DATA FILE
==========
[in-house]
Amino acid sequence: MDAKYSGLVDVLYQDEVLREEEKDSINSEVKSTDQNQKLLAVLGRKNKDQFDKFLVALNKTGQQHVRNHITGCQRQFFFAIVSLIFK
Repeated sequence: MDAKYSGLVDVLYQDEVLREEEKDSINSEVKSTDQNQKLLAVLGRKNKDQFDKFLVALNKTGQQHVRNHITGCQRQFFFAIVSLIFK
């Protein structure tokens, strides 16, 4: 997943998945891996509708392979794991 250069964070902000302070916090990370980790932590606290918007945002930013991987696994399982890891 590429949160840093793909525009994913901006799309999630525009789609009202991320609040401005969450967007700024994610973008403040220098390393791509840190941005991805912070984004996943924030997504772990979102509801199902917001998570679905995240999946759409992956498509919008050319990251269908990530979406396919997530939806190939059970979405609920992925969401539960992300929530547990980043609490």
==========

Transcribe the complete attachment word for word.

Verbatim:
[in-house]
Amino acid sequence: MDAKYSGLVDVLYQDEVLREEEKDSINSEVKSTDQNQKLLAVLGRKNKDQFDKFLVALNKTGQQHVRNHITGCQRQFFFAIVSLIFK
Repeated sequence: MDAKYSGLVDVLYQDEVLREEEKDSINSEVKSTDQNQKLLAVLGRKNKDQFDKFLVALNKTGQQHVRNHITGCQRQFFFAIVSLIFK
């Protein structure tokens, strides 16, 4: 997943998945891996509708392979794991 250069964070902000302070916090990370980790932590606290918007945002930013991987696994399982890891 590429949160840093793909525009994913901006799309999630525009789609009202991320609040401005969450967007700024994610973008403040220098390393791509840190941005991805912070984004996943924030997504772990979102509801199902917001998570679905995240999946759409992956498509919008050319990251269908990530979406396919997530939806190939059970979405609920992925969401539960992300929530547990980043609490």